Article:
Posting excerpts from a recent AWIN article
India Emerging as a
Potential HEMS Market
Jay Menon Sep 26, 2013
Eurocopter, a division of the global aerospace and defense conglomerate EADS, is planning a pilot helicopter emergency medical services (HEMS) for a pan-India network with the help of a consortium of government institutions, private hospitals and other stakeholders.
The project will takeplace in New Delhi, Mumbai, Bengaluru and Hyderabad.
Earlier this year, Bengaluru based Aviators - Ltd signed a firm order for an initial batch of seven EC135 for HEMS operations
A second order is expected to be carried out later this year, and rapid growth is anticipated in the HEMS market - as many as 50 helicopters are expected to be deployed throughout the country in the coming years", the (Eurocopter) offocial adds.
In July, three Pilatus PC-12NG helos were customised by one of the largest super speciality hospitals in India, Medanta - The Medicity
Augusta Westland also delivered two AW-109s to Delhi based OSS Air Management late last year to start the first helicopter ambulance service.
From an earlier article in AWIN (Oct 04, 2010, Anantha Krishnan M) -
HAL launched a Chetak air ambulance variant under the name Vayu Vahanm but the project did not last long after receiving a poor response. "Just one evacuation and it went dead.
We were serious but there were many issues. Even we have envisaged Dhruv in an air ambulance role"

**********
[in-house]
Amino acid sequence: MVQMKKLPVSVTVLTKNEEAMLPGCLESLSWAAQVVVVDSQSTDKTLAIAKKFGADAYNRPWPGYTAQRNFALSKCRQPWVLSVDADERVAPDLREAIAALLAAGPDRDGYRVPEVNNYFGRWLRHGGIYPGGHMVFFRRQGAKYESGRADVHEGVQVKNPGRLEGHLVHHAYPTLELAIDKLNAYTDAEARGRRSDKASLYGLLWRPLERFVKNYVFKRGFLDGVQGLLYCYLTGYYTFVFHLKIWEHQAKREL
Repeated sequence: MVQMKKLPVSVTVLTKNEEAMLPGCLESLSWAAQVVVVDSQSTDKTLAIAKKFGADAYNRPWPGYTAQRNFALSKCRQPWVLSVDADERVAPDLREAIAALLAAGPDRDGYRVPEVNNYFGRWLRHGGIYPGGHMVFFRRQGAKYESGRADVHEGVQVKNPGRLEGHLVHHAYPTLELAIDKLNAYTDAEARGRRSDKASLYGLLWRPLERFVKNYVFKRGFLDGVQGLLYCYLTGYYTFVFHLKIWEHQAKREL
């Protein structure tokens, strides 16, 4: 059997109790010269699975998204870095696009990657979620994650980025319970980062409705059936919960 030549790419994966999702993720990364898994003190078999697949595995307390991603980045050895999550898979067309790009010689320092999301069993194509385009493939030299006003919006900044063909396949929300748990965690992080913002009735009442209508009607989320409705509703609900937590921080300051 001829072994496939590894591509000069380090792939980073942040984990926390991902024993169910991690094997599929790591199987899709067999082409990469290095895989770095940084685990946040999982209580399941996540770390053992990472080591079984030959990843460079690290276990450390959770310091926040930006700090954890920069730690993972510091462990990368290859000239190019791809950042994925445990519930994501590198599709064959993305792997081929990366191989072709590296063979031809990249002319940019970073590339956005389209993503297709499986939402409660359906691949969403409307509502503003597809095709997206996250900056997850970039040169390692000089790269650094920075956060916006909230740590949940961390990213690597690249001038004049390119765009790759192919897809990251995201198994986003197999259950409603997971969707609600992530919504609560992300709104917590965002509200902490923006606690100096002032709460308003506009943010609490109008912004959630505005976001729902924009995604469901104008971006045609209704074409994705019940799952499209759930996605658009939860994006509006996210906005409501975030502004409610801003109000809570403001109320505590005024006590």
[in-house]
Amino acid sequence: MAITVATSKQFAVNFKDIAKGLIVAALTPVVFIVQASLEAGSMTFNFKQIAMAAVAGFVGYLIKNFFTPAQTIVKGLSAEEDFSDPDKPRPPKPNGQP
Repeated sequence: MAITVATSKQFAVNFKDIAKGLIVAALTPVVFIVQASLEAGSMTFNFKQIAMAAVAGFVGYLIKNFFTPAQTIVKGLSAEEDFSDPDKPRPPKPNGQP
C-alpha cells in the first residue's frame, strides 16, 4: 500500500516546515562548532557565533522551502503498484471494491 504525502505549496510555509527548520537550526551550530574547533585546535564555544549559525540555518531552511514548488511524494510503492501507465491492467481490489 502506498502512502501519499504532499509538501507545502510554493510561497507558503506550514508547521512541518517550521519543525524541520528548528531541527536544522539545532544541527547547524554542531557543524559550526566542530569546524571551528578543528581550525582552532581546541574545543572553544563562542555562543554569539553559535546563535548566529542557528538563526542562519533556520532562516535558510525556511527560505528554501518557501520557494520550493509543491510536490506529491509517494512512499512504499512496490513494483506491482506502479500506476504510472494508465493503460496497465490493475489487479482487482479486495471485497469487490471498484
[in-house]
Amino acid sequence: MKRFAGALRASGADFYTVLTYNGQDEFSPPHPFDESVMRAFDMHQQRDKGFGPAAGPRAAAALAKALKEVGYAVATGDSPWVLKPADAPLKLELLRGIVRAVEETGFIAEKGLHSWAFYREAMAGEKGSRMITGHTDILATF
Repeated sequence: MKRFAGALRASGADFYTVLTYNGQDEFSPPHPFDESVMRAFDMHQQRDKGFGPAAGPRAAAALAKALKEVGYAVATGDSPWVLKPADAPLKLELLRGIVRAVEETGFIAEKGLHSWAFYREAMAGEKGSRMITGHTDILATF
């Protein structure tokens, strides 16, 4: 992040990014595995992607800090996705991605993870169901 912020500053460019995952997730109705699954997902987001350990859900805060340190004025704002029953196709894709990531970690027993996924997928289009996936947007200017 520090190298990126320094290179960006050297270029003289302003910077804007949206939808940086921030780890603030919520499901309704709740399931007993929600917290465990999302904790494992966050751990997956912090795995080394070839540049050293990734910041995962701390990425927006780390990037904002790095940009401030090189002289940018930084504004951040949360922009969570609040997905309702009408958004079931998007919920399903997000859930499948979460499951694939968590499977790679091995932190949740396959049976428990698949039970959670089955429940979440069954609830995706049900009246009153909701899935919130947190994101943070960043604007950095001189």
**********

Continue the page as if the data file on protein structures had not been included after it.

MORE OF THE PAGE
Major hurdles appear to be
Lack of open airspace (open sky policy). Opening of upto 5000ft is needed for HEMS to operate in a time effective manner. If it takes 5 hours for a flight plan to be approved, it renders the HEMS ineffective. The article seems to indicate that the government is considering relaxing several rules that a re currently hampering smooth operation of HEMS.
Link to a free article pertaining to the issue - http://www.ainonline.com/aviation-news/ ... ched-india
Regarding suitability of Dhruv for this purpose, Turkey and Peru currently have Dhruv for their health services, but it is not clear if Turkey uses it as an air ambulance or some other purpose.
Peru has outfitted their Dhruvs as air ambulance - http://www.business-standard.com/articl ... 061_1.html
The interiors of the ALH ambulances to be delivered to Peru will be done up in Europe. HAL is in talks with a few firms specialising in interiors and other accessories typically required by heli-ambulances.
"The reason for interiors being done in Europe is that there are no firms in India specialising in heli-ambulance interiors," an HAL source added
It would probably be significantly cheaper if we have MRO/finishing operations in India capable of handling the outfitting as well, which appears to a decent business opportunity for the inclined.
The useful payload of Dhruv is 2600kgs (vs 1400kgs for EC135) with range and speed being comparable. With 14 seats aqnd a 1500kgs TO weight difference, Dhruv might be uneconomical for the role as currently performed by EC135 within urban areas involving attending to individual patients. Dhruv is more suited to the large scale MEDVAC or an air clinic, servicing areas with poor road connectivity. The HAL plan for a Dhruv based HEMS service might not find many takers within urban based HEMS operators.